Read Our Blog Visit Green Living

HHHunt Rent vs Buy Blog

RSS -- Grab HHHunt RSS Feed

Signs You May Not Be Ready to Buy a Home

08 Aug 2018

Posted by Joseph Coupal

HHHiunt Apartment

Buying a home can be a good investment. It can be a rewarding experience for you and your family.

But the fact is, it isn't right in every situation and it only works if the buyer is financially prepared. As we saw during the housing crisis, buying a house when you aren't ready can lead to disastrous results.

How can you tell if you're ready? The experts at real estate marketplace Trulia suggest asking yourself some questions.

The first has to do with income. Does your household earn enough money to make the monthly payment on a home, pay for insurance, pay the taxes, and cover maintenance and repairs?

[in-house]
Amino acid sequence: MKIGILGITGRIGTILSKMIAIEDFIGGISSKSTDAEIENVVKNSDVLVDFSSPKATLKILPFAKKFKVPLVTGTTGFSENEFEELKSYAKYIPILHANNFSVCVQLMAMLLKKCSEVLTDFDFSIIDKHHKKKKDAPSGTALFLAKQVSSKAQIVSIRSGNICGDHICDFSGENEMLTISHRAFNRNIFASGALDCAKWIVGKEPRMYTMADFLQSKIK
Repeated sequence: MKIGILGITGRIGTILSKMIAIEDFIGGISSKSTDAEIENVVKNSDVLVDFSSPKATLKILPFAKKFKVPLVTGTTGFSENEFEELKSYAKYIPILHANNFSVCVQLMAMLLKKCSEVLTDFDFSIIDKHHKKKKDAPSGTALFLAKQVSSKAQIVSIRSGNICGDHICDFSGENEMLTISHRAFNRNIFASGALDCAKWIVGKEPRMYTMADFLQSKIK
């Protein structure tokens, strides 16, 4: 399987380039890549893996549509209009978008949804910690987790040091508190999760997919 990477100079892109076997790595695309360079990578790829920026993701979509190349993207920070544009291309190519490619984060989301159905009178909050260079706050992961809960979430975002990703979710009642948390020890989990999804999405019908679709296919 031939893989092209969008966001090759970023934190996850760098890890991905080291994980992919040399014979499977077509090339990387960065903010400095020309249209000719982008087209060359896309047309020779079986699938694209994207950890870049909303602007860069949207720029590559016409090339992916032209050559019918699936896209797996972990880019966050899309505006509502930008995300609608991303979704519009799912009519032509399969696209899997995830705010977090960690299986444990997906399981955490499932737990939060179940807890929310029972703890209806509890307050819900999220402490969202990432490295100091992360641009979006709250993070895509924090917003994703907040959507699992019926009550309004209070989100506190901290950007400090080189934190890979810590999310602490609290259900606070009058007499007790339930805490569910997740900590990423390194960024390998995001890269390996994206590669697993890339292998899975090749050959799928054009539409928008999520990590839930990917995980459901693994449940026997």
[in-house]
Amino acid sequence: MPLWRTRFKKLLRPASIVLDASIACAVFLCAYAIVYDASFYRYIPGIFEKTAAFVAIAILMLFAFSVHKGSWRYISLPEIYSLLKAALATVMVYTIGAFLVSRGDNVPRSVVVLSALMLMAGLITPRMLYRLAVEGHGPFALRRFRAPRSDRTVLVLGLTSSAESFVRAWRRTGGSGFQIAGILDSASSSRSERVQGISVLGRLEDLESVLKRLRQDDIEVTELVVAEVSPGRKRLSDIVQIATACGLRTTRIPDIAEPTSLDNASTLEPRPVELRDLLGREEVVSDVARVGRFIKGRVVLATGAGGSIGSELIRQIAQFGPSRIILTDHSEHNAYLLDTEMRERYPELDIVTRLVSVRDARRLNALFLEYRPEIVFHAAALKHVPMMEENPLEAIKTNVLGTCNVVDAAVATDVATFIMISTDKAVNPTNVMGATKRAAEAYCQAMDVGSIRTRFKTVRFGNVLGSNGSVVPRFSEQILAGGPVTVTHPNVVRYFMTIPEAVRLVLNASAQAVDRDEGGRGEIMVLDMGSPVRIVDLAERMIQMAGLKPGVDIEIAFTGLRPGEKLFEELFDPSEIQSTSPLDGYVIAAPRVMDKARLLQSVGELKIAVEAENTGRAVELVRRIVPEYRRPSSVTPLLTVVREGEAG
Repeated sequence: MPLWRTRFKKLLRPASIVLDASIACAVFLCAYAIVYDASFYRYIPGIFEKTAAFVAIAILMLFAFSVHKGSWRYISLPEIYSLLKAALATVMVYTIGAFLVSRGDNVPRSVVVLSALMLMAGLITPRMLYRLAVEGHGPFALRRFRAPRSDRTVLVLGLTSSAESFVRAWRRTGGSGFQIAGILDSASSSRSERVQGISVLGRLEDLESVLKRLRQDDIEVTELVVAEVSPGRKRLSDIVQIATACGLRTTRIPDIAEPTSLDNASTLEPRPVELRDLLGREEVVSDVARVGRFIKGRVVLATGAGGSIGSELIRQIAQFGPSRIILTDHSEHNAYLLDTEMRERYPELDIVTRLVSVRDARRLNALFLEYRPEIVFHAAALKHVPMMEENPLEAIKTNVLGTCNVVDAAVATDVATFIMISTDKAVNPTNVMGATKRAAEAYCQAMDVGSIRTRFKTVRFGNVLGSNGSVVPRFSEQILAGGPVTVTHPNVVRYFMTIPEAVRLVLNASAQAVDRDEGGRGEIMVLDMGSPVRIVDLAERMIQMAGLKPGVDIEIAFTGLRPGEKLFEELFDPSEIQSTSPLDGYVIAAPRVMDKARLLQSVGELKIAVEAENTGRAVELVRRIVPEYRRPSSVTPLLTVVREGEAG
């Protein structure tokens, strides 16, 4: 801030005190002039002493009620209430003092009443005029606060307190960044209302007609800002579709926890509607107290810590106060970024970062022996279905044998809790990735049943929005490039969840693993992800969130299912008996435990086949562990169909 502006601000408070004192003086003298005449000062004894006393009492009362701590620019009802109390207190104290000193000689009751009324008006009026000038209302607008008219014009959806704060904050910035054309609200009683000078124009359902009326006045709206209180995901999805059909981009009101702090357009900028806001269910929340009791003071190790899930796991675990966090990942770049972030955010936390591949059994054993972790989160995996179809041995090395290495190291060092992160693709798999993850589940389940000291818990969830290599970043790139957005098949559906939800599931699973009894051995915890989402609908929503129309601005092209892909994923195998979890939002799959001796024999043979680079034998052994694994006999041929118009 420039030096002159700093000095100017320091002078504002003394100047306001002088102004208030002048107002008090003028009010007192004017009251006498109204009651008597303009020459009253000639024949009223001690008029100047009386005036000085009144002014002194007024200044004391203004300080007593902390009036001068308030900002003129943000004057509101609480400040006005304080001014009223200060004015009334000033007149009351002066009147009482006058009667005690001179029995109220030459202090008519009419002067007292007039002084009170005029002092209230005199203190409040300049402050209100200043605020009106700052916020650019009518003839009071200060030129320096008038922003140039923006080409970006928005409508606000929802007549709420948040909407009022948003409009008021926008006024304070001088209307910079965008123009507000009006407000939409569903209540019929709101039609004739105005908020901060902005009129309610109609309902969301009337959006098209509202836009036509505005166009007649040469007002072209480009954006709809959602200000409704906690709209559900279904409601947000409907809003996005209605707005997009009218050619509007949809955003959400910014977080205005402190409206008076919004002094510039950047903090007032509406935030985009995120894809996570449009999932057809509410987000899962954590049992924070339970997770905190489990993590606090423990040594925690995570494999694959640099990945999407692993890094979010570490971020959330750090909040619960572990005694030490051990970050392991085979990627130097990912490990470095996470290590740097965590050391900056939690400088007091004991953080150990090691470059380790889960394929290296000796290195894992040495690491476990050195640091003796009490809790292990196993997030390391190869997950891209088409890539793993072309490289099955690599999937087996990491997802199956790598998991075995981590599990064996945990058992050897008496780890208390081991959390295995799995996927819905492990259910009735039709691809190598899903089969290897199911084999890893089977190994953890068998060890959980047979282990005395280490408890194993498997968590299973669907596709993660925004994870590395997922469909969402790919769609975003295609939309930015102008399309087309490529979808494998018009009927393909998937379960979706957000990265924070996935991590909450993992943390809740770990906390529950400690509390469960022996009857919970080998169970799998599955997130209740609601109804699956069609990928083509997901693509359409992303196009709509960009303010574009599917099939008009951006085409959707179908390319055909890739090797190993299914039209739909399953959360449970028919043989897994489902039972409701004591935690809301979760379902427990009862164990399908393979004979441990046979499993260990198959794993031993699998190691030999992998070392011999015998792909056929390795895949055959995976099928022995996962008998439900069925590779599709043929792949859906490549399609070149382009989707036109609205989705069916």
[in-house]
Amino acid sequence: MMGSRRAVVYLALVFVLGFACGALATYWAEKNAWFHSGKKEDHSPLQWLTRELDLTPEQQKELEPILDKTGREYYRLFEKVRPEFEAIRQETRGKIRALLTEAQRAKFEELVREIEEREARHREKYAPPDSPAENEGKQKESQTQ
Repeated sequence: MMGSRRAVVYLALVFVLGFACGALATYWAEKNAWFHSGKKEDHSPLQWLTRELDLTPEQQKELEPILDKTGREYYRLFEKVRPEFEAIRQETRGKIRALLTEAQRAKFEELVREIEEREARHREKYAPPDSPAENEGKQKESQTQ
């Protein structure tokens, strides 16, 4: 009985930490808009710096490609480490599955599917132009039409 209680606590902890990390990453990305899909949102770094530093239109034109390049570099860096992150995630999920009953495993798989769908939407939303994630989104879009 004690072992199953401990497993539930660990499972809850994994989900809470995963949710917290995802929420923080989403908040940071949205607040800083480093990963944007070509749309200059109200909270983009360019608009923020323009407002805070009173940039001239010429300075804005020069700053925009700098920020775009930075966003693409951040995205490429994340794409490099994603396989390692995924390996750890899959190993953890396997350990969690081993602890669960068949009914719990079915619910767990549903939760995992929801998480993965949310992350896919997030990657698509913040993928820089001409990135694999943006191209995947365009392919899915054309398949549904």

When you rent your home, all of those costs are baked into the monthly rent. If the water heater goes bad, that's the landlord's problem, not yours.

It's true that, with low interest rates, a mortgage might be the same, or even less than rent in some markets. But you can't overlook the other costs of owning a home.

Debt-to-income ratio

What about your debt? If you have outstanding student loans and rising credit card balances, you might not be ready to take on a mortgage. In fact, that could be one thing that might disqualify you.

Lenders look at a borrower's debt-to-income ratio. If the ratio is too high, it reduces the amount you can borrow. In most cases, a lender will want your debt to be no more than 36% of gross income.